Can I submit my permit application for signs on-line? FWC is working to finalize the on-line permitting system.  You can find out of the status of the on-line permitting option by calling (850) 488-5600, visiting their website at myfwc.com/boating or sending an email to waterway.management@myfwc.com.  FWC will always process paper applications.  

Paddling SignsWhat will the signs look like? Markers used on paddling trails are required to be rectangular and can be no smaller than minimum of 3’ on one side.  It is possible to receive a variance from this size requirement if you contact FWC at (850)-488-5600.  Markers must be installed not less than 36 inches above the surface of the water. Signs must have a white reflective white background and 2” wide international orange line used to draw the borders.  Lettering must be black block characters and can have  brown crossed paddles. Two 6” bands of reflective white tape are required to be placed 8” apart on the post 6” below the sign.  Mount the signs with a spacer or extra washers between the sign and post on the uppermost hardware.  The angle of the sign, though not required, is recommended to increase longevity and visibility by reducing the impacts resulting from birds that perch on the signs.   It is recommended but not required that two signs be placed at each location to insure visibility of the marker from both sides.  If one sign is used, placement should be as close as possible to the shoreline as feasible to avoid becoming a hazard to navigation and hit by boats.

The FWC permit number issued to the applicant must be posted in the lower left hand corner on all markers.  This number is our only way of identifying ownership in the event a report is received on the need for maintenance or the marker has been damaged.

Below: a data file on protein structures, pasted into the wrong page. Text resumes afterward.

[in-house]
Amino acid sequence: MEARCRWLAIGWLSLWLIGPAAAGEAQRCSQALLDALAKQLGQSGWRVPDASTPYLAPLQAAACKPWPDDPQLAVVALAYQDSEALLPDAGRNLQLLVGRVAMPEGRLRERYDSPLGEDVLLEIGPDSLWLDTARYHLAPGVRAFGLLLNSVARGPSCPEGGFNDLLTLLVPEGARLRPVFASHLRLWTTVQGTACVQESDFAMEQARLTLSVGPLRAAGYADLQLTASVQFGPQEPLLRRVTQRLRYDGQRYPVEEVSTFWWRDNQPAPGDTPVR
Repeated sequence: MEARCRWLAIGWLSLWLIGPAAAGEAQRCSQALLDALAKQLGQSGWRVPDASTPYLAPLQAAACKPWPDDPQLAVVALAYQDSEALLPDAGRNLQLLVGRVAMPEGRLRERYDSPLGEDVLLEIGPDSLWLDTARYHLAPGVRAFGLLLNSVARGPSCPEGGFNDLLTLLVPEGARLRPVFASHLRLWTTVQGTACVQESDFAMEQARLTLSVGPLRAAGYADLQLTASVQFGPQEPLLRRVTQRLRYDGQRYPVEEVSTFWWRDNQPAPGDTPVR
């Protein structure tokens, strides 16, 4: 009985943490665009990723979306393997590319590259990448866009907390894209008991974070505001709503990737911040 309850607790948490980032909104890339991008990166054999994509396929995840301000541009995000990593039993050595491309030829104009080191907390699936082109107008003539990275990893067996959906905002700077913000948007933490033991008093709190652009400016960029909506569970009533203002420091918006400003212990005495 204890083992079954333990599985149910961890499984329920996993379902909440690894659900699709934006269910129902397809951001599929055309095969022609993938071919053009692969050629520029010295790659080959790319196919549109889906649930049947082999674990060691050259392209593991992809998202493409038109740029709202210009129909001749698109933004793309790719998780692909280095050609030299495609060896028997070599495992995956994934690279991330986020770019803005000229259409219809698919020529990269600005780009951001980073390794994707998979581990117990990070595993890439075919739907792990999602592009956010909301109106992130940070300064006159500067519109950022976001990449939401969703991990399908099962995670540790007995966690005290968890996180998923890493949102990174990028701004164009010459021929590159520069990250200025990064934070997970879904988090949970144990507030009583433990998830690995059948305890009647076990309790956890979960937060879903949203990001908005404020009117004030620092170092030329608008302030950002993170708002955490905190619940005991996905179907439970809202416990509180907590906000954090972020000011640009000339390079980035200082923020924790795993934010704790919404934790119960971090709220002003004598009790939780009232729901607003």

How do I install the signs? Place signs on shore or as close to the shore as possible to decrease possible hazards to other boats. In a narrow trail through a forested area, place the signs between trees off the waterway to avoid posing a hazard to boats.   It is recommended that signs not be attached to trees.

 Who is responsible for maintaining the signs? After obtaining the permit, the permit holder must install, inspect, maintain, and remove the permitted marker at its own expense and as directed by the FWC.  Each permit also requires that markers be inspected triennially (every three years) and that records of such inspection be kept by the permit holder.

 How many signs are needed to post a paddling trail? Minimize trail markers as much as possible to preserve the wilderness experience and to reduce installation and maintenance costs.  Avoid providing markers at each one-mile mark; instead use signs to clarify a route at a ‘decision point’ or where navigation is complicated or a campsite identified.  For safety reasons, signs should always clearly mark take-out points (launches, ramps) along a paddling trail. Provide clear navigation in supporting maps and guides so that users will not rely on signs as the primary tool for navigation as signs can disappear from vandalism or storm activity.   When placing an initial sign order, obtain duplicate copies of waterway signs to reduce time in replacing missing ones.  The decision on the number of markers needed to mark a particular paddling trail is up to the applicant.

 

For assistance with planning and design of paddling trails please contact the FWC's Office of Public Access & Wildlife Viewing Services (850) 922-6160.